Gynecologic oncology

CYP1B1 expression in ovarian cancer in the laying hen Gallusdomesticus.

PMID 18973935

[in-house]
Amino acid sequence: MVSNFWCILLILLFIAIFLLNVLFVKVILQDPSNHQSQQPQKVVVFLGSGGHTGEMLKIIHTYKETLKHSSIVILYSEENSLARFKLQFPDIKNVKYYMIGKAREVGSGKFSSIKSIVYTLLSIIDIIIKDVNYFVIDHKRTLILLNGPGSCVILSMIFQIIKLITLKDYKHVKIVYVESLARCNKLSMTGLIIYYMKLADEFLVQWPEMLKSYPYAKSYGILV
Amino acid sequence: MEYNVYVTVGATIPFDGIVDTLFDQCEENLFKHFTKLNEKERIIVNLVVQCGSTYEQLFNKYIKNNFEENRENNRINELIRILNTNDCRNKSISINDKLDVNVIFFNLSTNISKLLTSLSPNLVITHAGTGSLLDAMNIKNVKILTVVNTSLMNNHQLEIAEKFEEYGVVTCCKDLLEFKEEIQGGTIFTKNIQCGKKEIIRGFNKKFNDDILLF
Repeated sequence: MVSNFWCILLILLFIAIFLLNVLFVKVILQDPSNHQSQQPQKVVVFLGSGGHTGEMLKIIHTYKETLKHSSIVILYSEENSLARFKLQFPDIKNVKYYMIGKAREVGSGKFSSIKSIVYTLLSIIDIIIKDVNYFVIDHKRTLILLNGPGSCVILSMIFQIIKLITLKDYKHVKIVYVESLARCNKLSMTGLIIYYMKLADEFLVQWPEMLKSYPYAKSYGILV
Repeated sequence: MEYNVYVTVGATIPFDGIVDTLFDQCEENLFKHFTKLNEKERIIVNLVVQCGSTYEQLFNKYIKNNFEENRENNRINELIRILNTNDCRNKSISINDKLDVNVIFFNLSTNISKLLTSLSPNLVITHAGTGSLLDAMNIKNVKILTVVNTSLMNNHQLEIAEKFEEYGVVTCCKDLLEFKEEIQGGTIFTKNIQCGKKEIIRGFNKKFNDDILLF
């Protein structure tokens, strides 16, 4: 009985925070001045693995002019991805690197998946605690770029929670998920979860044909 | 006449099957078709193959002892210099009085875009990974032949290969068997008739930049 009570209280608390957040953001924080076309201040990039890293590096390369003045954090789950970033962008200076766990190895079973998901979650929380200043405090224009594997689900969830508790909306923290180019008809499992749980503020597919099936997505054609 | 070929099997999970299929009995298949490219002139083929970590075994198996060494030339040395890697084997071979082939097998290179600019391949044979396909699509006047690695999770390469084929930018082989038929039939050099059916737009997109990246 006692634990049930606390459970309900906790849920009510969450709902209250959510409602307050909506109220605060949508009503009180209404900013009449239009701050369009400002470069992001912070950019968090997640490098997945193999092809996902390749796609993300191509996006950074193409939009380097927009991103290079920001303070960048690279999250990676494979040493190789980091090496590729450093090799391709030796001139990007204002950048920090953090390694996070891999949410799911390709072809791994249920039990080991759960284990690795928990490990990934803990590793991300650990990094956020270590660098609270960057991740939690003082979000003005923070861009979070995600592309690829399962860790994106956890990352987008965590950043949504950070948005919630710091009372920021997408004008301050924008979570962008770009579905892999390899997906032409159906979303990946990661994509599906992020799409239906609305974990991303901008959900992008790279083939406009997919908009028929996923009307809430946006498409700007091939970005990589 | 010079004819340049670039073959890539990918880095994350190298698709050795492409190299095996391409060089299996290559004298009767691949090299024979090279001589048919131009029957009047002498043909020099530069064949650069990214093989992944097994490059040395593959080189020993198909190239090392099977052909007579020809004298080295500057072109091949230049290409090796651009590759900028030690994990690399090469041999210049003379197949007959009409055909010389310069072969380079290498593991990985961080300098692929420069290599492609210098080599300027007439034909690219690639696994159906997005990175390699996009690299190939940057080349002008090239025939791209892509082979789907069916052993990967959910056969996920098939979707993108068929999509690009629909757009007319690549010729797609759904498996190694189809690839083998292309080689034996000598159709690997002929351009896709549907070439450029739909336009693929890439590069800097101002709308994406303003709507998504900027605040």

Ovarian carcinoma is the most lethal gynecological malignancy. The genetic and molecular mechanisms that cause it still remain largely unknown. CYP1B1 is a cytochrome P450 enzyme that catalyzes the conversion of estrogens to genotoxic catechol estrogens which may cause DNA mutations and initiate ovarian epithelial cancer. Our objectives were to evaluate CYP1B1 expression, distribution and localization in the hen ovary and to determine if there is an increased CYP1B1 expression associated with, and possibly involved in the initiation of ovarian cancer. Two groups of hens were used: 1. young (50 weeks of age; devoid of cancer) and 2. old (165 weeks of age; divided into two groups: age-matched normal and ovarian cancer). CYP1B1 mRNA and protein expression were analyzed in cancerous ovaries, ovaries of age-matched normal and/or young hens by quantitative real-time PCR (qRT-PCR), in situ hybridization (ISH) and immunohistochemistry (IHC). RNA was extracted from tissue preserved in RNAlater for qRT-PCR. Tissue frozen in liquid nitrogen was used for ISH. Tissue fixed in neutral buffered formalin was subjected to IHC. Higher expression of CYP1B1 mRNA was observed in cancerous ovaries as compared to ovaries of young and age-matched normal hens by qRT-PCR. ISH and IHC confirmed that the expression of CYP1B1 was much higher in ovarian tumors compared to ovaries of age-matched normal hens. CYP1B1 mRNA and protein were distributed extensively throughout the carcinoma, while primarily localized to the granulosa layer surrounding the follicle in age-matched normal hens. IHC also showed nuclear localization of CYP1B1. Highly expressed CYP1B1 was found in POF-3 from young and age-matched normal hens as compared to POF-1 and POF-2 by qRT-PCR. No significant difference was found in the expression of CYP1B1 between the distal (site of rupture) and the proximal (site of attachment to the ovary) of POF-1 from young and age-matched normal hens. High expression of CYP1B1 in the hen ovary is associated with ovarian cancer and our data suggest that CYP1B1 may play an important role in the initiation of ovarian cancer and may prove to be a target for intervention. Moreover, the results of this study further confirm that the laying hen is a good model to study human ovarian cancer.